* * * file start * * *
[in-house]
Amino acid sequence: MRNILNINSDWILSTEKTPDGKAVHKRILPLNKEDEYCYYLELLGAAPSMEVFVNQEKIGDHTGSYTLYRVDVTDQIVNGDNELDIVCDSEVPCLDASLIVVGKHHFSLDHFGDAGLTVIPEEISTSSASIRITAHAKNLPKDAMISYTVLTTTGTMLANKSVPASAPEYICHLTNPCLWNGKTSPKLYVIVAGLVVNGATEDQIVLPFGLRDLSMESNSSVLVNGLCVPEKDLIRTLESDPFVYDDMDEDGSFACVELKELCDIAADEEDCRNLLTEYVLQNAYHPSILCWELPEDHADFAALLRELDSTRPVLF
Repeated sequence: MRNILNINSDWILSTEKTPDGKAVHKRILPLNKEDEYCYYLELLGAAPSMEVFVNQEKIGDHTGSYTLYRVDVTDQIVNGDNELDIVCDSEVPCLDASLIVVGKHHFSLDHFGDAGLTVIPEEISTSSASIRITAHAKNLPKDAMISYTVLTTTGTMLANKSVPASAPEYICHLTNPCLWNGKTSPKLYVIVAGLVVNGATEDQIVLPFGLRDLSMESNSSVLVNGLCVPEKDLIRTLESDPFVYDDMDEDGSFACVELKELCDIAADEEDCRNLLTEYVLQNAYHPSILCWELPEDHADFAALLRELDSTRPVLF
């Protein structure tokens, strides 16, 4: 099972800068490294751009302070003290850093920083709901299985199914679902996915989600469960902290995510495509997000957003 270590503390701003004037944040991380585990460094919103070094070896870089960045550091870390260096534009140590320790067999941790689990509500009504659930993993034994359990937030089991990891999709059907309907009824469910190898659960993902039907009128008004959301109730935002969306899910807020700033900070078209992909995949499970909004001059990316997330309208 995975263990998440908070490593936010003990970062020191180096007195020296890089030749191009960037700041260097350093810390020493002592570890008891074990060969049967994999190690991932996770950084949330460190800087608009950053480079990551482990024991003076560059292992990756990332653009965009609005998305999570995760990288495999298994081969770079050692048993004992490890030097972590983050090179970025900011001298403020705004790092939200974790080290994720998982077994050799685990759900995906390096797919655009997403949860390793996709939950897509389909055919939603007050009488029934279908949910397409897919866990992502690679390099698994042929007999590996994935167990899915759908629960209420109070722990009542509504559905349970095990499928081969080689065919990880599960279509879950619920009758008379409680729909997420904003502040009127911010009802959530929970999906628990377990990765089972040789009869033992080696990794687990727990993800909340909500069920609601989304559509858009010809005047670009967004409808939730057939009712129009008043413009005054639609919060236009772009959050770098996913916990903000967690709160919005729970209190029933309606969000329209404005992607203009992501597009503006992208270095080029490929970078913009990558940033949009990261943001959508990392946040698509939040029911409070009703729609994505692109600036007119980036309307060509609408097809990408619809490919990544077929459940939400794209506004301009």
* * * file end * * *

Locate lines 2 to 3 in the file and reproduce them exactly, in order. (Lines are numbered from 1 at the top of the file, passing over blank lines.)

Amino acid sequence: MRNILNINSDWILSTEKTPDGKAVHKRILPLNKEDEYCYYLELLGAAPSMEVFVNQEKIGDHTGSYTLYRVDVTDQIVNGDNELDIVCDSEVPCLDASLIVVGKHHFSLDHFGDAGLTVIPEEISTSSASIRITAHAKNLPKDAMISYTVLTTTGTMLANKSVPASAPEYICHLTNPCLWNGKTSPKLYVIVAGLVVNGATEDQIVLPFGLRDLSMESNSSVLVNGLCVPEKDLIRTLESDPFVYDDMDEDGSFACVELKELCDIAADEEDCRNLLTEYVLQNAYHPSILCWELPEDHADFAALLRELDSTRPVLF
Repeated sequence: MRNILNINSDWILSTEKTPDGKAVHKRILPLNKEDEYCYYLELLGAAPSMEVFVNQEKIGDHTGSYTLYRVDVTDQIVNGDNELDIVCDSEVPCLDASLIVVGKHHFSLDHFGDAGLTVIPEEISTSSASIRITAHAKNLPKDAMISYTVLTTTGTMLANKSVPASAPEYICHLTNPCLWNGKTSPKLYVIVAGLVVNGATEDQIVLPFGLRDLSMESNSSVLVNGLCVPEKDLIRTLESDPFVYDDMDEDGSFACVELKELCDIAADEEDCRNLLTEYVLQNAYHPSILCWELPEDHADFAALLRELDSTRPVLF